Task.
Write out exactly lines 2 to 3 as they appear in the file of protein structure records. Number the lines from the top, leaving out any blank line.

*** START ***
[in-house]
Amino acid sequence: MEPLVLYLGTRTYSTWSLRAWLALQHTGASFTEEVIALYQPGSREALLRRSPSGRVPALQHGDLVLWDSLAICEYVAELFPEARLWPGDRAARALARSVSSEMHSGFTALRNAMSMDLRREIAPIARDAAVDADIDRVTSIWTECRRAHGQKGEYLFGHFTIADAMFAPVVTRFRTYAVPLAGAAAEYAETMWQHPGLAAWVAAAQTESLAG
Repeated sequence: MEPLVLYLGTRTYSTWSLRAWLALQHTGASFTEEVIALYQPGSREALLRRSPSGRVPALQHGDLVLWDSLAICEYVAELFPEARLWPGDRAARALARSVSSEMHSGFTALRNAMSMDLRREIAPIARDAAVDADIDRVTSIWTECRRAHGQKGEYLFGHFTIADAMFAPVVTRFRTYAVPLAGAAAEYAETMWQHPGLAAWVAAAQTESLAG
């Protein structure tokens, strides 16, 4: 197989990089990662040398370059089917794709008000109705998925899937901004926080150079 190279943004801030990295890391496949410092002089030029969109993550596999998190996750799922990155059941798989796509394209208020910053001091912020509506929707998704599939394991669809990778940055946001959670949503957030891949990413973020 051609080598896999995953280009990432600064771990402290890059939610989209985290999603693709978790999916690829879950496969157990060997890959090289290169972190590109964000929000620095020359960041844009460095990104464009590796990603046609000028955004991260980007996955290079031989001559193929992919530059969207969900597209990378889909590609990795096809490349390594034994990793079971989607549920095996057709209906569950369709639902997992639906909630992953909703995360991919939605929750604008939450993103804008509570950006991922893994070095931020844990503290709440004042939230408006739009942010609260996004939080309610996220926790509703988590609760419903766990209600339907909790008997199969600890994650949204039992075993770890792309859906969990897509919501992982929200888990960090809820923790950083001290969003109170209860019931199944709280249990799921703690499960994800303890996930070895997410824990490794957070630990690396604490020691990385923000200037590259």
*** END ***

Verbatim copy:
Amino acid sequence: MEPLVLYLGTRTYSTWSLRAWLALQHTGASFTEEVIALYQPGSREALLRRSPSGRVPALQHGDLVLWDSLAICEYVAELFPEARLWPGDRAARALARSVSSEMHSGFTALRNAMSMDLRREIAPIARDAAVDADIDRVTSIWTECRRAHGQKGEYLFGHFTIADAMFAPVVTRFRTYAVPLAGAAAEYAETMWQHPGLAAWVAAAQTESLAG
Repeated sequence: MEPLVLYLGTRTYSTWSLRAWLALQHTGASFTEEVIALYQPGSREALLRRSPSGRVPALQHGDLVLWDSLAICEYVAELFPEARLWPGDRAARALARSVSSEMHSGFTALRNAMSMDLRREIAPIARDAAVDADIDRVTSIWTECRRAHGQKGEYLFGHFTIADAMFAPVVTRFRTYAVPLAGAAAEYAETMWQHPGLAAWVAAAQTESLAG